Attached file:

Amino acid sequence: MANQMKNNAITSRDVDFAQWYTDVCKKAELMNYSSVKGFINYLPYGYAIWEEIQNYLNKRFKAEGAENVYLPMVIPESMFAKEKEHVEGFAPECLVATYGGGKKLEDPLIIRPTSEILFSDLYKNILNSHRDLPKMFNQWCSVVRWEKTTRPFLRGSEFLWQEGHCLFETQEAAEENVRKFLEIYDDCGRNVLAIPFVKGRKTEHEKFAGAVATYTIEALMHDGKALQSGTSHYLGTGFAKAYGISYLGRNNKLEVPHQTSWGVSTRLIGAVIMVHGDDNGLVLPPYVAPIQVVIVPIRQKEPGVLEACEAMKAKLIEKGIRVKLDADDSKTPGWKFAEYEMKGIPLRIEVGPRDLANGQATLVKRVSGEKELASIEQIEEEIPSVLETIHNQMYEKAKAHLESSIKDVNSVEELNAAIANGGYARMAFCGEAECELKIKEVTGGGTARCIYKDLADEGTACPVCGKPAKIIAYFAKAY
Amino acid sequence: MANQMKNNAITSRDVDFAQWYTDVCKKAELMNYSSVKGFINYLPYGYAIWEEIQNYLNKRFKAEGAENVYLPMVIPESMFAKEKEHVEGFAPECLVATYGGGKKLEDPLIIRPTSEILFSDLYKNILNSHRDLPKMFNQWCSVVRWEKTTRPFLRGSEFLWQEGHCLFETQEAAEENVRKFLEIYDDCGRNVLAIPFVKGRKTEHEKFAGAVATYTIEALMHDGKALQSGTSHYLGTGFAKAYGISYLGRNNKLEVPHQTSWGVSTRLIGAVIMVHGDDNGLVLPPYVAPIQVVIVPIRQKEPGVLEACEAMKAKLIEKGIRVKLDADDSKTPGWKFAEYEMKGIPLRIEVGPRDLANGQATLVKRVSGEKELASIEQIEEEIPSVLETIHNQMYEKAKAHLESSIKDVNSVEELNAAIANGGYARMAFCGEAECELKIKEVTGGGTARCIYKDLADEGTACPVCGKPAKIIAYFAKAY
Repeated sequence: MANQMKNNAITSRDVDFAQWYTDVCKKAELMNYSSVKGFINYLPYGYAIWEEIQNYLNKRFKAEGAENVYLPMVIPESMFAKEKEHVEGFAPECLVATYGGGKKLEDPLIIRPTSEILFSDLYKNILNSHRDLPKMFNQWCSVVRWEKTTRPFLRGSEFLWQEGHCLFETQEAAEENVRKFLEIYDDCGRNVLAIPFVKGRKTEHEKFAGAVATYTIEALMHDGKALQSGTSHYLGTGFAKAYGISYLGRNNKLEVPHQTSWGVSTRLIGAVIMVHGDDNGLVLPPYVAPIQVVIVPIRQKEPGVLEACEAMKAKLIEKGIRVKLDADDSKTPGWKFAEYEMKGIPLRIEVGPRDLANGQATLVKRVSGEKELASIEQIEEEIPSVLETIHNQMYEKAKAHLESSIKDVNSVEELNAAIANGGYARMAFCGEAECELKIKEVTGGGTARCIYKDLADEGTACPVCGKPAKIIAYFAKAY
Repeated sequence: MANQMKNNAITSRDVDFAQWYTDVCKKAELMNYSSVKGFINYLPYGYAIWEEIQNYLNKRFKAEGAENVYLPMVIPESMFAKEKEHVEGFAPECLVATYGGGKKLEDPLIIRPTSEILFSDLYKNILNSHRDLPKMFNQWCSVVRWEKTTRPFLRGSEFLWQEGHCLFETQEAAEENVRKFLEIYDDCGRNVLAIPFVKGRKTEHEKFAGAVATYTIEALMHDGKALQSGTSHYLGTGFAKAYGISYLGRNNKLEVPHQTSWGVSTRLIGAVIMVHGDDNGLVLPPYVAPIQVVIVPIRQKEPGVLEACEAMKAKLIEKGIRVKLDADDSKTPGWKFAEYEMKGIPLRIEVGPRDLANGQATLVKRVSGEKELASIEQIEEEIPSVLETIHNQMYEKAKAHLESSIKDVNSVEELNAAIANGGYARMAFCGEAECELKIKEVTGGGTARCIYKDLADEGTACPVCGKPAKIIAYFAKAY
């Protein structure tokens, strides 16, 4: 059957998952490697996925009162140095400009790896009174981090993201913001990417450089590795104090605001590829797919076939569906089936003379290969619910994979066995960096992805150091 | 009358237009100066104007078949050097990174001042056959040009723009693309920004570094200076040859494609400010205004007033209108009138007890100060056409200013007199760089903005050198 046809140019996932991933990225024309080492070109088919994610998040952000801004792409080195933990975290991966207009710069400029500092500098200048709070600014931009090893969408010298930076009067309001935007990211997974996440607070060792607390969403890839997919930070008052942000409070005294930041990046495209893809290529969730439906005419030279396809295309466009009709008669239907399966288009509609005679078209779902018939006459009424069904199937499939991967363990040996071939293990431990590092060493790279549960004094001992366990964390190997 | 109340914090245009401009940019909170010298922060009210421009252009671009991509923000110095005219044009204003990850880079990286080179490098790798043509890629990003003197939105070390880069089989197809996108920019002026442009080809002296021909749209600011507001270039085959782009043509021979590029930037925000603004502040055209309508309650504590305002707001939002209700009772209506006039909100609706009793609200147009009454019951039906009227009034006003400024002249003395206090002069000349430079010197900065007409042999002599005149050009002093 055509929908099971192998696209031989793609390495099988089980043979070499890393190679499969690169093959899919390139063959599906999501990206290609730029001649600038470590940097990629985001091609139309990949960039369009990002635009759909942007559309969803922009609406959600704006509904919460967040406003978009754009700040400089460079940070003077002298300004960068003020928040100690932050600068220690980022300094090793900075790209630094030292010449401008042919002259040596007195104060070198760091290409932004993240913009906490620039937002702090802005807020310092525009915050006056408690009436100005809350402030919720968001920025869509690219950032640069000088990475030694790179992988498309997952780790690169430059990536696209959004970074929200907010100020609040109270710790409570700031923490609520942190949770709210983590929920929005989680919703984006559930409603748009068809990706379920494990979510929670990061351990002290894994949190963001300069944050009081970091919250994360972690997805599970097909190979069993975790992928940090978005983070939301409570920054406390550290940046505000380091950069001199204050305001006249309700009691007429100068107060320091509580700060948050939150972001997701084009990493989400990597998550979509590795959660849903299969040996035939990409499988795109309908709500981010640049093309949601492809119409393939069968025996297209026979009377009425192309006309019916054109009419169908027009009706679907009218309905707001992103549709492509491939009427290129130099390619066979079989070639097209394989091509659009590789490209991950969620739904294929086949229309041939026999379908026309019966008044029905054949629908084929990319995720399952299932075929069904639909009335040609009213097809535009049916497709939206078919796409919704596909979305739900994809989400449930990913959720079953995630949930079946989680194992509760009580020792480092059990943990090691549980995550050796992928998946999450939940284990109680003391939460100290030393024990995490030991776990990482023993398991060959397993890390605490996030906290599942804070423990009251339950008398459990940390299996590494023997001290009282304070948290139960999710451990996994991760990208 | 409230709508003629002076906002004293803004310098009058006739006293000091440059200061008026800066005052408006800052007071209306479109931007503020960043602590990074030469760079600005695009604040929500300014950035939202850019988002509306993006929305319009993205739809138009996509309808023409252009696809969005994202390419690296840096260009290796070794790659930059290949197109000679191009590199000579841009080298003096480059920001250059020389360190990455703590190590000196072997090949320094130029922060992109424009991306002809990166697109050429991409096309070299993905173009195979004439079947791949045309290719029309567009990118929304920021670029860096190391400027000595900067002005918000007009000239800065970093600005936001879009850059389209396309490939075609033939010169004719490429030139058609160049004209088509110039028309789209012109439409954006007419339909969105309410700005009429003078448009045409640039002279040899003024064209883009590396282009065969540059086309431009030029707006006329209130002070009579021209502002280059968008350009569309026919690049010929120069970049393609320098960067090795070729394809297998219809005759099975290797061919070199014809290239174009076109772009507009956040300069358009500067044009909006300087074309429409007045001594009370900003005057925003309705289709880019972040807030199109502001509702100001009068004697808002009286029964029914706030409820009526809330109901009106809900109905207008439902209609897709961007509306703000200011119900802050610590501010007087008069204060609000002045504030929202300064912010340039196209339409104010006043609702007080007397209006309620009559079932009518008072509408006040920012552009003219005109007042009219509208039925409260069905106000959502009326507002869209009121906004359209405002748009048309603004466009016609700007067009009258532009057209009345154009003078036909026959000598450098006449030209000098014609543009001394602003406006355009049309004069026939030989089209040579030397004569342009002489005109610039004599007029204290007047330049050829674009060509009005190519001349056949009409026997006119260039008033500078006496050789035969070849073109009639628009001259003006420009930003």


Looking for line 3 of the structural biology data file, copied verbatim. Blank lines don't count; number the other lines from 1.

Repeated sequence: MANQMKNNAITSRDVDFAQWYTDVCKKAELMNYSSVKGFINYLPYGYAIWEEIQNYLNKRFKAEGAENVYLPMVIPESMFAKEKEHVEGFAPECLVATYGGGKKLEDPLIIRPTSEILFSDLYKNILNSHRDLPKMFNQWCSVVRWEKTTRPFLRGSEFLWQEGHCLFETQEAAEENVRKFLEIYDDCGRNVLAIPFVKGRKTEHEKFAGAVATYTIEALMHDGKALQSGTSHYLGTGFAKAYGISYLGRNNKLEVPHQTSWGVSTRLIGAVIMVHGDDNGLVLPPYVAPIQVVIVPIRQKEPGVLEACEAMKAKLIEKGIRVKLDADDSKTPGWKFAEYEMKGIPLRIEVGPRDLANGQATLVKRVSGEKELASIEQIEEEIPSVLETIHNQMYEKAKAHLESSIKDVNSVEELNAAIANGGYARMAFCGEAECELKIKEVTGGGTARCIYKDLADEGTACPVCGKPAKIIAYFAKAY